Republicans voted to eliminate the Working Families Tax Credit beginning in 2017. The Working Families Tax Credit is specifically targeted toward low-income individuals and families – only individuals earning less than $10,000 annually and married couples earning less than $19,000 annually even qualify for the credit. About 725 people claim the tax credit and the average tax benefit is about $276 per person.

Elimination of the Alternative Minimum Tax (AMT)
Republicans also eliminated the AMT, a tax that was specifically created to ensure that individuals pay at least a minimum amount of income tax if they otherwise qualify for large tax deductions and exemptions. According to a memo from the LFB, over half of AMT claimants earn over $300,000 per year. Eliminating the AMT will cost the state $7 million annually after 2019.

Deletion of Earned Income Tax Credit (EITC) Changes
Republicans rejected Gov. Walker’s proposed EITC increase of $27 million, which would have raised the EITC for families with one child and couples who become married, and would have created a new EITC for non-custodial parents. The EITC is a refundable tax credit that benefits working families with children.

Miscellaneous Provisions

Additionally, the Republican tax package:

  • Deletes Gov. Walker’s proposed income tax cuts
  • Allows the state deduction for adoption expenses to be claimed for adoptions in other states and countries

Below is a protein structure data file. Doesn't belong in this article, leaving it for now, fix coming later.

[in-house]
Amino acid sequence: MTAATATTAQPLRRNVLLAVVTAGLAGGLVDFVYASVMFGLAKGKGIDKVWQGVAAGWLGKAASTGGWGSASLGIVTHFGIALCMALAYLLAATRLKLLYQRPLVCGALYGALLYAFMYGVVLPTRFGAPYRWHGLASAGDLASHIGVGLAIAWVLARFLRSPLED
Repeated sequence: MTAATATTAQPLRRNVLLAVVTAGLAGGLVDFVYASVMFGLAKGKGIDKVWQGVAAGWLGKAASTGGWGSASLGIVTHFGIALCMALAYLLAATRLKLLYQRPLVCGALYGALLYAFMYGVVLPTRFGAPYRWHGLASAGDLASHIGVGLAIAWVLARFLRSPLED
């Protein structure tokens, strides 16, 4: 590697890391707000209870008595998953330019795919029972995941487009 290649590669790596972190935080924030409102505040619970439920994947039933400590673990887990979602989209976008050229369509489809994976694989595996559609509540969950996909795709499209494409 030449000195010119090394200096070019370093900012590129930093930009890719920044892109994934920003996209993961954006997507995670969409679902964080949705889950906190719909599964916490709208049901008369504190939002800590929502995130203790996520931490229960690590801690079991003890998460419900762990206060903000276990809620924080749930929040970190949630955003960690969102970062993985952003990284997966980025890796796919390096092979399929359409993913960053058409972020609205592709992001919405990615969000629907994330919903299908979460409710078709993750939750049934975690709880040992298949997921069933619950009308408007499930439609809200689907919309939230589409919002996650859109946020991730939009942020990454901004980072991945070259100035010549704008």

• Provides a generous tax break to broadcasters by creating new exemptions for income received from advertisers based outside the state
  • Eliminates Gov. Walker’s proposed Sales Tax Holiday
  • Creates new sales tax exemptions for: arcade games, tournament entrance fees, beekeeping, broadcast equipment, and internet access services


Wrap-Up Motion (Formerly Known As #999)

Despite assurances that this budget would not have a lengthy final motion, Republicans offered a motion that contains 26 new items. You can view the motion here. Noteworthy changes include:

  • Additional pork for communities across the state (most notably $2.9 million over 5 years for Janesville for no stated reason)
  • Advancing the dates of the state employee wage adjustments to July 1, 2018 and January 1, 2019
  • Requiring the DHS Office of the Inspector General to conduct audits of all family planning service MA reimbursements, which will equate to an audit of Planned Parenthood and a continuation of Republican attacks on women’s healthcare
  • Micromanaging the UW System by adopting the Governor’s faculty teaching and workload requirements and prohibiting UW institutions from requiring Chancellor candidates to be tenured faculty or hold doctorate degrees
  • Specifying that charter school authorizers must consider (rather than adhere to) certain principles and standards for quality charter schools

You can view all of the previous motions and votes on the state budget by visiting the Legislative Democrats website here:  http://legis.wisconsin.gov/democrats/jfc-votes